I am 62, single and have never had a retirement account. I have $100,000 to invest, but is it too late?

I am a 62 year old single male and have never had a retirement account. I own both my home and a rental property that are paid off and have no other liabilities. I have $100,000 in savings that I would like to invest for retirement. At my current job I save $10,000 a month so hopefully I can add significantly to my retirement funds, but I’m a contractor working overseas in a fickle industry so there’s no guarantee how much I’ll be able to add in the coming months or years.

After much research, I chose a Schwab Robo Advisor account, but have yet to have the necessary meeting with their financial planner or commit the funds. Based on my age, I expect a maximum of 10 years before I need access to these funds, but this is also not guaranteed and I may need to take out money sooner. I’m nervous about the markets and our world in general, and my own relatively short-term (10-year) outlook over which I’ll be able to grow my nest egg. Are there better options such as high yield savings accounts, CDs or specific treasures that I should consider instead?

Too little. Too late.

Look: I’m about to turn 65, have $320,000 in retirement savings and a paid-off home, but $46,000 in debt – should I be taking more money out of my investments?

Dear Reader,

I’ll start with some good news – it’s not too late.

Many Americans are running out of retirement accounts, so you’re certainly not alone. It’s great that you’re looking to change this now and you still have time.

Honestly, you’re going to have to be a little aggressive with your current cash flow. Being able to save $10,000 a month is something many Americans desire, so take advantage of this amazing opportunity. You have a paid-off home and rental property, and with no debt, you should be able to keep a large portion of that income in investment and savings accounts.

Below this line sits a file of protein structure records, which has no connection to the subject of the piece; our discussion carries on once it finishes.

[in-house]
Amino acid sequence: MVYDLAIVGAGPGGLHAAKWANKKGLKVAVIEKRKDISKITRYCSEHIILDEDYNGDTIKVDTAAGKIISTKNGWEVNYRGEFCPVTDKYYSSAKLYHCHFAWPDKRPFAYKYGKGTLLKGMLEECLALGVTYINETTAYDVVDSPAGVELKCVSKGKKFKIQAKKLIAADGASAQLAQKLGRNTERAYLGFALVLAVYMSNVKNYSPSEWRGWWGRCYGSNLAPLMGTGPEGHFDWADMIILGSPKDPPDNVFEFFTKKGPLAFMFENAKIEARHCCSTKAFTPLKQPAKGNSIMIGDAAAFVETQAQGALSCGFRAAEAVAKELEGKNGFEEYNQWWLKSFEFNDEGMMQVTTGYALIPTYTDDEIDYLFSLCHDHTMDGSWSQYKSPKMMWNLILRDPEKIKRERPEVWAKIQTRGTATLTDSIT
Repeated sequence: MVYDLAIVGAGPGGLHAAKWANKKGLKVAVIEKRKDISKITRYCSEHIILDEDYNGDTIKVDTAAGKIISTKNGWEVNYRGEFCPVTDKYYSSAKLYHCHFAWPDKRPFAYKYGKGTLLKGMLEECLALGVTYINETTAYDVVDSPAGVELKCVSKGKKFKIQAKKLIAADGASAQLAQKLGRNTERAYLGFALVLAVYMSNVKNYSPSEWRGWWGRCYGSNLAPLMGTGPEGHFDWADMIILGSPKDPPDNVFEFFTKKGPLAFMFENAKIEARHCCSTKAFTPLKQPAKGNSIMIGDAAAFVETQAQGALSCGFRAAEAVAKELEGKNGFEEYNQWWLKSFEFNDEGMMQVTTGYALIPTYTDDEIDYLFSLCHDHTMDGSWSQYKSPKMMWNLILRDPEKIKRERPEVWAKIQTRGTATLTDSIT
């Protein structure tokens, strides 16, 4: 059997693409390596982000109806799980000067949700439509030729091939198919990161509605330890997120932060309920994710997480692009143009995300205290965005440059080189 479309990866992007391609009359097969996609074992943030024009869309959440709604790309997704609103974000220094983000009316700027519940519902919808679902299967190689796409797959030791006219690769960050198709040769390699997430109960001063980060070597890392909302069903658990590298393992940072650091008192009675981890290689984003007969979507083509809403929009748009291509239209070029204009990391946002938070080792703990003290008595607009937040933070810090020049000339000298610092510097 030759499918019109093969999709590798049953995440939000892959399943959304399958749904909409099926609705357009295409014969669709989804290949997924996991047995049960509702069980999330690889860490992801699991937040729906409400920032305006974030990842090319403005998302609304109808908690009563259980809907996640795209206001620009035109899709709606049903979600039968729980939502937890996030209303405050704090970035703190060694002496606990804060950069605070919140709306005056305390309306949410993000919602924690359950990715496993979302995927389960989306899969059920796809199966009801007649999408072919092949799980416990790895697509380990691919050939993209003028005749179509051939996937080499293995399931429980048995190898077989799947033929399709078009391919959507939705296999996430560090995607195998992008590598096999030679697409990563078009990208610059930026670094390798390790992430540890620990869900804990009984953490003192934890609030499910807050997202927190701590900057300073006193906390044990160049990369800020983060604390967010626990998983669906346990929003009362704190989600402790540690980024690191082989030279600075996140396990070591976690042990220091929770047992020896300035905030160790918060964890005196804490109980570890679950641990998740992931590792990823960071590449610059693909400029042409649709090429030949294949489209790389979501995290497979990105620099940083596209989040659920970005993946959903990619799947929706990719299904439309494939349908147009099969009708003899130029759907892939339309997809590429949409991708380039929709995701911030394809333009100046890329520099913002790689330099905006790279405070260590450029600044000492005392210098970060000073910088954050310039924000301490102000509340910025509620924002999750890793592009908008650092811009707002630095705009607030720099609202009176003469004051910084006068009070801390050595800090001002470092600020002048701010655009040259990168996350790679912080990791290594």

“Just from a savings perspective, he has a really good chance of building a retirement that will work for him,” said Berke Sestock, a certified financial planner and president of Rightirement Wealth Partners.

I would suggest—and this has less to do with retirement than just good general personal finance practice—that you set up an emergency savings account with six months’ worth of living expenses if you don’t already have one. The unexpected is just that – unexpected – and this is especially true if you work in a “volatile” industry, as you put it.

Plus, let’s look at some things you can do right now to boost your retirement security.

A robo advisor is a great first step into investing, and if you have all your other finances figured out, you may not be interested in working with an advisor. A financial planner is able to talk through investment choices, help you control your emotions around stock market volatility, and remind you of considerations you may not have thought of on your own. But if you just want to get started right away and not waste any more time, an online platform like a robo-advisor does the trick. You just have to be very diligent.

If you do decide to work with a financial advisor, check out the professional – check their credentials and ask about their fees, which may be hourly or as a percentage of your assets. Also make sure they are working in your best interest, so ask them if they follow the fiduciary standard. Here are a few more questions you can ask.